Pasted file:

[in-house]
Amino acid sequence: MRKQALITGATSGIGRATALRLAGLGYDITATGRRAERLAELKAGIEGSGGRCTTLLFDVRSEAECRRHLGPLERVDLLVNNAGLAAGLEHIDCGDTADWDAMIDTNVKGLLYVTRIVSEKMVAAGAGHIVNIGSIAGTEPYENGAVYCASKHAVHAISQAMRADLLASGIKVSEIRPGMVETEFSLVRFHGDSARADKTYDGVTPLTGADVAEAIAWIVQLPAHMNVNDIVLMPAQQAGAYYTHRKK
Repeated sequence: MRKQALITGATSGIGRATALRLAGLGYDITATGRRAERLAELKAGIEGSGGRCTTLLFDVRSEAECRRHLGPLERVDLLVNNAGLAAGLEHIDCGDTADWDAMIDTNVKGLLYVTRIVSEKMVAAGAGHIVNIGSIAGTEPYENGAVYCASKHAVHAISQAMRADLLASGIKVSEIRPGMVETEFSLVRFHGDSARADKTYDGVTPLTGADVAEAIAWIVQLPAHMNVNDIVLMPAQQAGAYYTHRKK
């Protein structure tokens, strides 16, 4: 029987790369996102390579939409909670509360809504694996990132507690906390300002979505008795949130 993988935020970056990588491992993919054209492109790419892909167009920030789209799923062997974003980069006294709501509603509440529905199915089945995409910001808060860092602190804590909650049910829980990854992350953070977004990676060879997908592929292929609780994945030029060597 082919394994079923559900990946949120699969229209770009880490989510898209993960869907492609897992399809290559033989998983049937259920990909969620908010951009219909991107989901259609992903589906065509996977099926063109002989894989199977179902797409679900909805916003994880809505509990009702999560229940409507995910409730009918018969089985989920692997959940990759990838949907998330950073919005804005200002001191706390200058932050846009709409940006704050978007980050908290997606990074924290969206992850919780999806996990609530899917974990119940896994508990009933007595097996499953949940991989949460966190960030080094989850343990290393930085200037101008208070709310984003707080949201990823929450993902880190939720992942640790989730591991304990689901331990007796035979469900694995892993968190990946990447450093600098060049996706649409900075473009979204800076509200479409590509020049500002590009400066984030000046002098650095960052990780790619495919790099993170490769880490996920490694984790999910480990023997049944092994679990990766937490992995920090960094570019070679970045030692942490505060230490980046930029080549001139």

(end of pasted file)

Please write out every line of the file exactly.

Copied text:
[in-house]
Amino acid sequence: MRKQALITGATSGIGRATALRLAGLGYDITATGRRAERLAELKAGIEGSGGRCTTLLFDVRSEAECRRHLGPLERVDLLVNNAGLAAGLEHIDCGDTADWDAMIDTNVKGLLYVTRIVSEKMVAAGAGHIVNIGSIAGTEPYENGAVYCASKHAVHAISQAMRADLLASGIKVSEIRPGMVETEFSLVRFHGDSARADKTYDGVTPLTGADVAEAIAWIVQLPAHMNVNDIVLMPAQQAGAYYTHRKK
Repeated sequence: MRKQALITGATSGIGRATALRLAGLGYDITATGRRAERLAELKAGIEGSGGRCTTLLFDVRSEAECRRHLGPLERVDLLVNNAGLAAGLEHIDCGDTADWDAMIDTNVKGLLYVTRIVSEKMVAAGAGHIVNIGSIAGTEPYENGAVYCASKHAVHAISQAMRADLLASGIKVSEIRPGMVETEFSLVRFHGDSARADKTYDGVTPLTGADVAEAIAWIVQLPAHMNVNDIVLMPAQQAGAYYTHRKK
């Protein structure tokens, strides 16, 4: 029987790369996102390579939409909670509360809504694996990132507690906390300002979505008795949130 993988935020970056990588491992993919054209492109790419892909167009920030789209799923062997974003980069006294709501509603509440529905199915089945995409910001808060860092602190804590909650049910829980990854992350953070977004990676060879997908592929292929609780994945030029060597 082919394994079923559900990946949120699969229209770009880490989510898209993960869907492609897992399809290559033989998983049937259920990909969620908010951009219909991107989901259609992903589906065509996977099926063109002989894989199977179902797409679900909805916003994880809505509990009702999560229940409507995910409730009918018969089985989920692997959940990759990838949907998330950073919005804005200002001191706390200058932050846009709409940006704050978007980050908290997606990074924290969206992850919780999806996990609530899917974990119940896994508990009933007595097996499953949940991989949460966190960030080094989850343990290393930085200037101008208070709310984003707080949201990823929450993902880190939720992942640790989730591991304990689901331990007796035979469900694995892993968190990946990447450093600098060049996706649409900075473009979204800076509200479409590509020049500002590009400066984030000046002098650095960052990780790619495919790099993170490769880490996920490694984790999910480990023997049944092994679990990766937490992995920090960094570019070679970045030692942490505060230490980046930029080549001139």